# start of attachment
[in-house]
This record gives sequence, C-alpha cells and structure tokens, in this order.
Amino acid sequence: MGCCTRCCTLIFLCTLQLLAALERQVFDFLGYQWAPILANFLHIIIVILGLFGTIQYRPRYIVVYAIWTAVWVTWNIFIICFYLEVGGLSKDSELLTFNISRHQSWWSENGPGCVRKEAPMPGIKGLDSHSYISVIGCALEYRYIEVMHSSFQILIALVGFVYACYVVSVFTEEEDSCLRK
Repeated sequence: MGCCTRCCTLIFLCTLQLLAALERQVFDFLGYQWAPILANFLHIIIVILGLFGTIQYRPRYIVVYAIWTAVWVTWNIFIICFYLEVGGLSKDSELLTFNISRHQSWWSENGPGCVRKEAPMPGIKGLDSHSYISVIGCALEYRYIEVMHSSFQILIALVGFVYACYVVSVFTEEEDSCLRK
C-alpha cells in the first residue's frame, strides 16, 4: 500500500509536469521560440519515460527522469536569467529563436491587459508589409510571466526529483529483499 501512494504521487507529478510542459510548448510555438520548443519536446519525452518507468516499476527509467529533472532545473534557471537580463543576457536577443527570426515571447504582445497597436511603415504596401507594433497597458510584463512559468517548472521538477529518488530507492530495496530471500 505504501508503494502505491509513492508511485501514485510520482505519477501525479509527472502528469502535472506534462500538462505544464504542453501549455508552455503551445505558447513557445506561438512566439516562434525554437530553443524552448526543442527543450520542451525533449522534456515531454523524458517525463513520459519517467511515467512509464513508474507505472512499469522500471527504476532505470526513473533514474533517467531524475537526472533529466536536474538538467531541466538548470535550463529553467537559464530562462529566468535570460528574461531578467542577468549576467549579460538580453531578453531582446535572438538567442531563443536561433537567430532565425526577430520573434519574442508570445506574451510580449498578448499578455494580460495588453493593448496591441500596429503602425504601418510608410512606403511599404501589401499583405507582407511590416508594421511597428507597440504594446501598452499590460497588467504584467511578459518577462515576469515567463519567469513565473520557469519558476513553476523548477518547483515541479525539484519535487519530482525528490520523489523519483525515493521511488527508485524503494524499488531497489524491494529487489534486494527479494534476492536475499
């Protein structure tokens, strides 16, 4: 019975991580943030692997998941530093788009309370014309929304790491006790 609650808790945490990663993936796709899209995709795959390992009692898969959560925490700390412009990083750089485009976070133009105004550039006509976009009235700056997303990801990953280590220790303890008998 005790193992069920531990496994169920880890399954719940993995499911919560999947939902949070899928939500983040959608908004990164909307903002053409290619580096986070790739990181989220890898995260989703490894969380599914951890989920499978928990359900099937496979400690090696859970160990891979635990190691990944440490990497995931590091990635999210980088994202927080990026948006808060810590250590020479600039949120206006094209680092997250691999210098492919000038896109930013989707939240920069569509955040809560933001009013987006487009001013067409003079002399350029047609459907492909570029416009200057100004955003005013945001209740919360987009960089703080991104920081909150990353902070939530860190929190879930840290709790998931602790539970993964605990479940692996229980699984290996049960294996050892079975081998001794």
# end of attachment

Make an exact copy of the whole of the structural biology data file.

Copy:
[in-house]
This record gives sequence, C-alpha cells and structure tokens, in this order.
Amino acid sequence: MGCCTRCCTLIFLCTLQLLAALERQVFDFLGYQWAPILANFLHIIIVILGLFGTIQYRPRYIVVYAIWTAVWVTWNIFIICFYLEVGGLSKDSELLTFNISRHQSWWSENGPGCVRKEAPMPGIKGLDSHSYISVIGCALEYRYIEVMHSSFQILIALVGFVYACYVVSVFTEEEDSCLRK
Repeated sequence: MGCCTRCCTLIFLCTLQLLAALERQVFDFLGYQWAPILANFLHIIIVILGLFGTIQYRPRYIVVYAIWTAVWVTWNIFIICFYLEVGGLSKDSELLTFNISRHQSWWSENGPGCVRKEAPMPGIKGLDSHSYISVIGCALEYRYIEVMHSSFQILIALVGFVYACYVVSVFTEEEDSCLRK
C-alpha cells in the first residue's frame, strides 16, 4: 500500500509536469521560440519515460527522469536569467529563436491587459508589409510571466526529483529483499 501512494504521487507529478510542459510548448510555438520548443519536446519525452518507468516499476527509467529533472532545473534557471537580463543576457536577443527570426515571447504582445497597436511603415504596401507594433497597458510584463512559468517548472521538477529518488530507492530495496530471500 505504501508503494502505491509513492508511485501514485510520482505519477501525479509527472502528469502535472506534462500538462505544464504542453501549455508552455503551445505558447513557445506561438512566439516562434525554437530553443524552448526543442527543450520542451525533449522534456515531454523524458517525463513520459519517467511515467512509464513508474507505472512499469522500471527504476532505470526513473533514474533517467531524475537526472533529466536536474538538467531541466538548470535550463529553467537559464530562462529566468535570460528574461531578467542577468549576467549579460538580453531578453531582446535572438538567442531563443536561433537567430532565425526577430520573434519574442508570445506574451510580449498578448499578455494580460495588453493593448496591441500596429503602425504601418510608410512606403511599404501589401499583405507582407511590416508594421511597428507597440504594446501598452499590460497588467504584467511578459518577462515576469515567463519567469513565473520557469519558476513553476523548477518547483515541479525539484519535487519530482525528490520523489523519483525515493521511488527508485524503494524499488531497489524491494529487489534486494527479494534476492536475499
């Protein structure tokens, strides 16, 4: 019975991580943030692997998941530093788009309370014309929304790491006790 609650808790945490990663993936796709899209995709795959390992009692898969959560925490700390412009990083750089485009976070133009105004550039006509976009009235700056997303990801990953280590220790303890008998 005790193992069920531990496994169920880890399954719940993995499911919560999947939902949070899928939500983040959608908004990164909307903002053409290619580096986070790739990181989220890898995260989703490894969380599914951890989920499978928990359900099937496979400690090696859970160990891979635990190691990944440490990497995931590091990635999210980088994202927080990026948006808060810590250590020479600039949120206006094209680092997250691999210098492919000038896109930013989707939240920069569509955040809560933001009013987006487009001013067409003079002399350029047609459907492909570029416009200057100004955003005013945001209740919360987009960089703080991104920081909150990353902070939530860190929190879930840290709790998931602790539970993964605990479940692996229980699984290996049960294996050892079975081998001794």